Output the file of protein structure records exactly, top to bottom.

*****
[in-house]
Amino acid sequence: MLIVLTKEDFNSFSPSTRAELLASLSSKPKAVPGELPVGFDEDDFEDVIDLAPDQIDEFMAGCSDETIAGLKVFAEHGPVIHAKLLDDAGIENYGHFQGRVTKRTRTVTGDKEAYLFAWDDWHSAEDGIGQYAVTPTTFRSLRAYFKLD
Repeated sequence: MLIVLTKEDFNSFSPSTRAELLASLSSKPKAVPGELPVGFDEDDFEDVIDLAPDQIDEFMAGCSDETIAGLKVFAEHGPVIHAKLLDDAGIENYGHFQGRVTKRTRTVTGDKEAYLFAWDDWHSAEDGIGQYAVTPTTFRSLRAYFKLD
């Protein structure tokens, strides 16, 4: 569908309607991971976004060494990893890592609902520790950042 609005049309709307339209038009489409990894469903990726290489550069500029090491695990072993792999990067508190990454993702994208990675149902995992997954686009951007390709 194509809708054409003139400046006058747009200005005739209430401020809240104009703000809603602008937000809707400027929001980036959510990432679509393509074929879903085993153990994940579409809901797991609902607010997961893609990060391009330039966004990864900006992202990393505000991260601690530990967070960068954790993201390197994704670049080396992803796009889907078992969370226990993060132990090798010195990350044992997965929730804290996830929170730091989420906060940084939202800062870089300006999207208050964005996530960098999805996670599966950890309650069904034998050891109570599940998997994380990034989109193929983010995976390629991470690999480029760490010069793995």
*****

[in-house]
Amino acid sequence: MLIVLTKEDFNSFSPSTRAELLASLSSKPKAVPGELPVGFDEDDFEDVIDLAPDQIDEFMAGCSDETIAGLKVFAEHGPVIHAKLLDDAGIENYGHFQGRVTKRTRTVTGDKEAYLFAWDDWHSAEDGIGQYAVTPTTFRSLRAYFKLD
Repeated sequence: MLIVLTKEDFNSFSPSTRAELLASLSSKPKAVPGELPVGFDEDDFEDVIDLAPDQIDEFMAGCSDETIAGLKVFAEHGPVIHAKLLDDAGIENYGHFQGRVTKRTRTVTGDKEAYLFAWDDWHSAEDGIGQYAVTPTTFRSLRAYFKLD
């Protein structure tokens, strides 16, 4: 569908309607991971976004060494990893890592609902520790950042 609005049309709307339209038009489409990894469903990726290489550069500029090491695990072993792999990067508190990454993702994208990675149902995992997954686009951007390709 194509809708054409003139400046006058747009200005005739209430401020809240104009703000809603602008937000809707400027929001980036959510990432679509393509074929879903085993153990994940579409809901797991609902607010997961893609990060391009330039966004990864900006992202990393505000991260601690530990967070960068954790993201390197994704670049080396992803796009889907078992969370226990993060132990090798010195990350044992997965929730804290996830929170730091989420906060940084939202800062870089300006999207208050964005996530960098999805996670599966950890309650069904034998050891109570599940998997994380990034989109193929983010995976390629991470690999480029760490010069793995």